Friday, July 22, 2011

Oh, 1797, you kill me with awesome

Next month I will be attending a Jane Austen ball and I must have a new gown for the occasion as it's held in a tavern from the 1790s, and I don't have anything from that period.

After looking at a LOT of fashion plates, I realized that most of the looks I particularly love were from the year 1797.  There's still a lot of crazy layering and some strange experimentation, but things have more or less settled into a stable "look".

I find I'm especially drawn to the style which features an overdress with a cross-over bodice and an asymmetrical skirt.  There were quite a few examples of this style that I ran across, and I've posted my favorites here.  Most of the extant examples of over-dresses from this period that I've seen are made of some sort of colored or pattern fabric with a white (often embroidered) gown or petticoat underneath.  However I was really interested by the 'Afternoon Dress' fashion plate from 1797 which shows a white overdress with a vivid blue petticoat peeking through the asymmetrical opening of the skirt.  Clearly not following the norm.

Evening Dress- Gallery of Fashion, Nov 1795

Afternoon Dresses- Gallery of Fashion, June 1797 

Concert Room Evening Dresses- Gallery of Fashion, April 1797 

The gown on the left of this plate is my absolute favorite of all the ones which I looked at.  I adore the drape of the skirts, the trim, the rich but subtle embroidery of the petticoat underneath... I even like the crazy helmet headdress!

Evening Dress- Gallery of Fashion, June 1797

I sort of mashed up all the elements that I really, really like and combined them in my quick little sketch below.  A gorgeous antique embroidered sari which I bought off ebay will become the petticoat and will also be used for the sleeves.  The over-all color scheme is creamy yellow and white with purple or midnight accents.  And of course there will be an epic headdress with large ostrich plumes dyed at the tips to match the trim on the gown...

Wednesday, July 20, 2011

My Portrait Miniature Experiment

A few days ago I sat down and finished the portrait miniature which I had started a couple months ago.  For being my first attempt I'm somewhat satisfied with it, and I feel like I learned a lot from this experiment.

Watercolor on rolled polymer clay, about 2" x 2.5"

I was mainly focused on trying to learn the technique and get used to the materials and scale of things.  With that in mind, I simply copied from an original in one of my library books:  English Portrait Miniatures.  Sadly, I had to return the book before finishing my miniature OR having the presence of mind to write down pertinent info concerning the artist and subject.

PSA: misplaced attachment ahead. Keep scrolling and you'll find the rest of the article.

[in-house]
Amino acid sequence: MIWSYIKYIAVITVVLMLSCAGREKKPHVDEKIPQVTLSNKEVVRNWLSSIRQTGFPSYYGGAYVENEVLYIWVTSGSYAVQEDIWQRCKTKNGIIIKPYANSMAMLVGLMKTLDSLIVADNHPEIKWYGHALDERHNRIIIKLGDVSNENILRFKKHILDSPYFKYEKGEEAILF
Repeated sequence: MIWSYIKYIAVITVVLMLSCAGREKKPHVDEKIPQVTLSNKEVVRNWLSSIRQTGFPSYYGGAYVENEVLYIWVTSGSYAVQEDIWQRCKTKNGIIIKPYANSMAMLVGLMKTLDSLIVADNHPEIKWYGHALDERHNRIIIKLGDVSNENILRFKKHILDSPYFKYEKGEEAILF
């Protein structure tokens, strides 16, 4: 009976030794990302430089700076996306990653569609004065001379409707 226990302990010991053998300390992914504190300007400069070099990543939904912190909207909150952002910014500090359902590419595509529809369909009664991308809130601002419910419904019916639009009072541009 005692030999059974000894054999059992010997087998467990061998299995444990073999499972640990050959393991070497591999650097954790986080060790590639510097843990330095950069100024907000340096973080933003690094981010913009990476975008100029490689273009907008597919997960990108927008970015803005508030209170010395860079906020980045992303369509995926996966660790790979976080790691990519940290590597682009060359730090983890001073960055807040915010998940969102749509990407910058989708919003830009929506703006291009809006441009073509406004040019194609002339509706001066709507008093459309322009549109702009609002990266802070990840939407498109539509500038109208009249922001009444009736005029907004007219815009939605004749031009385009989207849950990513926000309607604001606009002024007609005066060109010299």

There are definitely things I want to do differently for the next attempt, most of which relate to tools and materials.  For this first try, I simply used whatever I had on hand, but the student-grade watercolors made my job a lot more difficult.  The white especially... it seemed to 'puddle' on the surface far more than any other color and didn't blend half as well either.  Even if I don't buy any other new paint, I will certainly be investing in a good quality white before my next miniature.

Also on the top of my list are better brushes.  A lot of very small brushes don't have the good flow required for the paint to cling to such a nonabsorbent surface.  I noticed that the same tiny brush which left a good line on paper barely deposited any paint onto polymer clay.  I'm hoping that real squirrel hair brushes (which were used in the 18th cen for such a purpose) will improve things.

My final, and perhaps largest, concern is how to protect the surface.  Even when completely dry, one drop of water would lift the paint right up and and utterly ruin the miniature.  The clay slab is a bit too thick to put under glass with a frame (although that will probably be a possibility for the fake ivory I intend to try at some point soon), so I am trying to find a good spray varnish, intended for watercolor, which will seal the surface.  After all, it would be really pointless to have a miniature that you couldn't even risk taking outside!

Tuesday, July 19, 2011

A Regency Gaming Night

This past weekend was spent very pleasantly in Fredricksburg at Jenny-Rose's Regency era gaming night.  Although tables were set up for several different games I ended up only playing Speculation, and game which relies heavily on bidding and gambling for any true entertainment... something all of us who played it seemed far too lazy to engage in!

The company was delightful, the rooms prettily decorated, and good times were had by all!

Before the gaming commenced, we all milled around the back-yard taking pictures of each other.  I didn't get any of myself with my camera, but plenty of others did, and I have happily stolen the ones that I like best.